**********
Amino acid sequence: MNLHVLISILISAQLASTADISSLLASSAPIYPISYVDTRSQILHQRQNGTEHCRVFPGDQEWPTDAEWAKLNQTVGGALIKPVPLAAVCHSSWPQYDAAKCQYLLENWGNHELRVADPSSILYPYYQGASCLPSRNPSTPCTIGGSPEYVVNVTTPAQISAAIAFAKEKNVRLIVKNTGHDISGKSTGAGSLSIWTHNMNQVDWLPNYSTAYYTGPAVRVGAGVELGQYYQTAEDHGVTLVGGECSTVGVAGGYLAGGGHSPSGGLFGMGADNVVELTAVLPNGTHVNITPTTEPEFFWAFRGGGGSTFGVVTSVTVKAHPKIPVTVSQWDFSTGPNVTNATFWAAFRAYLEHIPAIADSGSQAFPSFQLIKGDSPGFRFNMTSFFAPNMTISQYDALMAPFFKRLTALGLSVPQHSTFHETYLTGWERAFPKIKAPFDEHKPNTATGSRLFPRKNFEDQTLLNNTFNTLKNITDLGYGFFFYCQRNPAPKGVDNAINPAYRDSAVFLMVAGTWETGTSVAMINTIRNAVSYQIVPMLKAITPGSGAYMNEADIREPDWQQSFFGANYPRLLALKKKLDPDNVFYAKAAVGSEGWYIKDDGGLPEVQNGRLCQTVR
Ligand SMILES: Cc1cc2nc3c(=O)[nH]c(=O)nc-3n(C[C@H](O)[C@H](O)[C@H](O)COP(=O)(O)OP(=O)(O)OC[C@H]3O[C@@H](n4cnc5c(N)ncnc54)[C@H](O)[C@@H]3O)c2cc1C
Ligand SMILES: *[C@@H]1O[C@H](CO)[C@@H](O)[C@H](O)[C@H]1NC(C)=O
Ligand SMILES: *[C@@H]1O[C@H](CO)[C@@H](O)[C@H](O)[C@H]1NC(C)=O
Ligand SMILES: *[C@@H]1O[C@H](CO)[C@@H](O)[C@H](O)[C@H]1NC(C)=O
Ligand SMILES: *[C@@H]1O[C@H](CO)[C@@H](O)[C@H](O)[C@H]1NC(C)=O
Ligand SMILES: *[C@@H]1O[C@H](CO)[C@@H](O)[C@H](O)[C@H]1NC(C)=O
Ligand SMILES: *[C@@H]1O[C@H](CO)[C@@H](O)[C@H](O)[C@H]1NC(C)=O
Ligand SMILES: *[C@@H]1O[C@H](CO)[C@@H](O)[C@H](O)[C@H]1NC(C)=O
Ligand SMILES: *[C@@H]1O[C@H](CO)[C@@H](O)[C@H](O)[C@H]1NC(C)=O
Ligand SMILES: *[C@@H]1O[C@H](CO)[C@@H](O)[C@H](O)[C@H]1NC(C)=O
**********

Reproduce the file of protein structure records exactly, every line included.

Amino acid sequence: MNLHVLISILISAQLASTADISSLLASSAPIYPISYVDTRSQILHQRQNGTEHCRVFPGDQEWPTDAEWAKLNQTVGGALIKPVPLAAVCHSSWPQYDAAKCQYLLENWGNHELRVADPSSILYPYYQGASCLPSRNPSTPCTIGGSPEYVVNVTTPAQISAAIAFAKEKNVRLIVKNTGHDISGKSTGAGSLSIWTHNMNQVDWLPNYSTAYYTGPAVRVGAGVELGQYYQTAEDHGVTLVGGECSTVGVAGGYLAGGGHSPSGGLFGMGADNVVELTAVLPNGTHVNITPTTEPEFFWAFRGGGGSTFGVVTSVTVKAHPKIPVTVSQWDFSTGPNVTNATFWAAFRAYLEHIPAIADSGSQAFPSFQLIKGDSPGFRFNMTSFFAPNMTISQYDALMAPFFKRLTALGLSVPQHSTFHETYLTGWERAFPKIKAPFDEHKPNTATGSRLFPRKNFEDQTLLNNTFNTLKNITDLGYGFFFYCQRNPAPKGVDNAINPAYRDSAVFLMVAGTWETGTSVAMINTIRNAVSYQIVPMLKAITPGSGAYMNEADIREPDWQQSFFGANYPRLLALKKKLDPDNVFYAKAAVGSEGWYIKDDGGLPEVQNGRLCQTVR
Ligand SMILES: Cc1cc2nc3c(=O)[nH]c(=O)nc-3n(C[C@H](O)[C@H](O)[C@H](O)COP(=O)(O)OP(=O)(O)OC[C@H]3O[C@@H](n4cnc5c(N)ncnc54)[C@H](O)[C@@H]3O)c2cc1C
Ligand SMILES: *[C@@H]1O[C@H](CO)[C@@H](O)[C@H](O)[C@H]1NC(C)=O
Ligand SMILES: *[C@@H]1O[C@H](CO)[C@@H](O)[C@H](O)[C@H]1NC(C)=O
Ligand SMILES: *[C@@H]1O[C@H](CO)[C@@H](O)[C@H](O)[C@H]1NC(C)=O
Ligand SMILES: *[C@@H]1O[C@H](CO)[C@@H](O)[C@H](O)[C@H]1NC(C)=O
Ligand SMILES: *[C@@H]1O[C@H](CO)[C@@H](O)[C@H](O)[C@H]1NC(C)=O
Ligand SMILES: *[C@@H]1O[C@H](CO)[C@@H](O)[C@H](O)[C@H]1NC(C)=O
Ligand SMILES: *[C@@H]1O[C@H](CO)[C@@H](O)[C@H](O)[C@H]1NC(C)=O
Ligand SMILES: *[C@@H]1O[C@H](CO)[C@@H](O)[C@H](O)[C@H]1NC(C)=O
Ligand SMILES: *[C@@H]1O[C@H](CO)[C@@H](O)[C@H](O)[C@H]1NC(C)=O